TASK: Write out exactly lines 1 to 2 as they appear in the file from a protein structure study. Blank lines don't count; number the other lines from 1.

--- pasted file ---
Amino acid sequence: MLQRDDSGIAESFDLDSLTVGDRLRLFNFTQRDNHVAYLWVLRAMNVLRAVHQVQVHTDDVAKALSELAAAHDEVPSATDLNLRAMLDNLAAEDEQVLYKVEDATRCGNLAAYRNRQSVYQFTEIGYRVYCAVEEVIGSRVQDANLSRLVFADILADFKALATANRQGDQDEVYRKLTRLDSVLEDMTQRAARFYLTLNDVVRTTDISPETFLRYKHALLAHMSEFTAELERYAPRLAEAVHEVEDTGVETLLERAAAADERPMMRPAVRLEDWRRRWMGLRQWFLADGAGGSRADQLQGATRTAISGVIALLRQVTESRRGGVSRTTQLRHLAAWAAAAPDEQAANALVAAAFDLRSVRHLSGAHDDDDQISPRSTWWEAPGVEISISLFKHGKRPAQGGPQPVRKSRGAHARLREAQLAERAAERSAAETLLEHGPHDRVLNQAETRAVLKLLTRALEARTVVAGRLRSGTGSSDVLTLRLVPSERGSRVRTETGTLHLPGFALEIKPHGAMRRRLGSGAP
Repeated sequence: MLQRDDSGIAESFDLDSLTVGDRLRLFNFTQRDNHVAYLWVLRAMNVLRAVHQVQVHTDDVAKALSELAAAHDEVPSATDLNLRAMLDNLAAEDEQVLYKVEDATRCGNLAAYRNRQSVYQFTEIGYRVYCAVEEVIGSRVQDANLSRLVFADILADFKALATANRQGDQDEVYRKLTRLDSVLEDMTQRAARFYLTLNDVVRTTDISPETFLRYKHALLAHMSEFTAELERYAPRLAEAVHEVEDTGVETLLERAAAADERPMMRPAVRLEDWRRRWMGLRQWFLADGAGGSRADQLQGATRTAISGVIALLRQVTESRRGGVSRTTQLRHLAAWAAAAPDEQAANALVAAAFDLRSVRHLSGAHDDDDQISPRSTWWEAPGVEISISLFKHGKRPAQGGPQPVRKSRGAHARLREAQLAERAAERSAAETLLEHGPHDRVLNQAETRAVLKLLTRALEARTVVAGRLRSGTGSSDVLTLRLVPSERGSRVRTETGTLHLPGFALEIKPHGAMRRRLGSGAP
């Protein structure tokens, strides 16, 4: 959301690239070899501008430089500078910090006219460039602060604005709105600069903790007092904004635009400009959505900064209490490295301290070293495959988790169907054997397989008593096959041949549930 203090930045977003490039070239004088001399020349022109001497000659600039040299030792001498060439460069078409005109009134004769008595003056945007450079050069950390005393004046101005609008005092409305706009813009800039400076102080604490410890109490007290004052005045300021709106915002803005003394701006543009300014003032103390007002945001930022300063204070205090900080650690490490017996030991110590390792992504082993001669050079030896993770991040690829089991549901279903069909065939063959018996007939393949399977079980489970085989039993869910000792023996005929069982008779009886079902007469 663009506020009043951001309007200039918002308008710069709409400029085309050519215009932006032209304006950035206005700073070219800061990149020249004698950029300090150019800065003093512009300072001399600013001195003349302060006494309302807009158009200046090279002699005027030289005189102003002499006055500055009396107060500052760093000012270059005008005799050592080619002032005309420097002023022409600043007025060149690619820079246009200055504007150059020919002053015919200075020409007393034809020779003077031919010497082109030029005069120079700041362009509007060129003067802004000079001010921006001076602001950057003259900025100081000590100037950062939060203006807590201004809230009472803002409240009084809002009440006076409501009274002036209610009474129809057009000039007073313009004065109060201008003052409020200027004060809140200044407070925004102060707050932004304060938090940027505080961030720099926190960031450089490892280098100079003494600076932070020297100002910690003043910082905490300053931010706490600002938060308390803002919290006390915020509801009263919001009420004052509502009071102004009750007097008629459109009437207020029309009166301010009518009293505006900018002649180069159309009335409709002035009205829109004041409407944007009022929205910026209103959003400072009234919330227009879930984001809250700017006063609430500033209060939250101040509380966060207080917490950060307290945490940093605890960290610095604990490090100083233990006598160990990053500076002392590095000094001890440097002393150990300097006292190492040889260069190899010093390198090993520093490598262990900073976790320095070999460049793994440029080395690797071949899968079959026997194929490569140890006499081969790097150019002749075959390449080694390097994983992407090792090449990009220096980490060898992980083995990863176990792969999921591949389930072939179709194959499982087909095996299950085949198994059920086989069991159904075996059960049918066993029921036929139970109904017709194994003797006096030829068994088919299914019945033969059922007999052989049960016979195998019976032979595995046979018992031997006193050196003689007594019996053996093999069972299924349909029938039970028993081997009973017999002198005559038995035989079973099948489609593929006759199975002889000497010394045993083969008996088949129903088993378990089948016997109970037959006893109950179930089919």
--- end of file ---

Amino acid sequence: MLQRDDSGIAESFDLDSLTVGDRLRLFNFTQRDNHVAYLWVLRAMNVLRAVHQVQVHTDDVAKALSELAAAHDEVPSATDLNLRAMLDNLAAEDEQVLYKVEDATRCGNLAAYRNRQSVYQFTEIGYRVYCAVEEVIGSRVQDANLSRLVFADILADFKALATANRQGDQDEVYRKLTRLDSVLEDMTQRAARFYLTLNDVVRTTDISPETFLRYKHALLAHMSEFTAELERYAPRLAEAVHEVEDTGVETLLERAAAADERPMMRPAVRLEDWRRRWMGLRQWFLADGAGGSRADQLQGATRTAISGVIALLRQVTESRRGGVSRTTQLRHLAAWAAAAPDEQAANALVAAAFDLRSVRHLSGAHDDDDQISPRSTWWEAPGVEISISLFKHGKRPAQGGPQPVRKSRGAHARLREAQLAERAAERSAAETLLEHGPHDRVLNQAETRAVLKLLTRALEARTVVAGRLRSGTGSSDVLTLRLVPSERGSRVRTETGTLHLPGFALEIKPHGAMRRRLGSGAP
Repeated sequence: MLQRDDSGIAESFDLDSLTVGDRLRLFNFTQRDNHVAYLWVLRAMNVLRAVHQVQVHTDDVAKALSELAAAHDEVPSATDLNLRAMLDNLAAEDEQVLYKVEDATRCGNLAAYRNRQSVYQFTEIGYRVYCAVEEVIGSRVQDANLSRLVFADILADFKALATANRQGDQDEVYRKLTRLDSVLEDMTQRAARFYLTLNDVVRTTDISPETFLRYKHALLAHMSEFTAELERYAPRLAEAVHEVEDTGVETLLERAAAADERPMMRPAVRLEDWRRRWMGLRQWFLADGAGGSRADQLQGATRTAISGVIALLRQVTESRRGGVSRTTQLRHLAAWAAAAPDEQAANALVAAAFDLRSVRHLSGAHDDDDQISPRSTWWEAPGVEISISLFKHGKRPAQGGPQPVRKSRGAHARLREAQLAERAAERSAAETLLEHGPHDRVLNQAETRAVLKLLTRALEARTVVAGRLRSGTGSSDVLTLRLVPSERGSRVRTETGTLHLPGFALEIKPHGAMRRRLGSGAP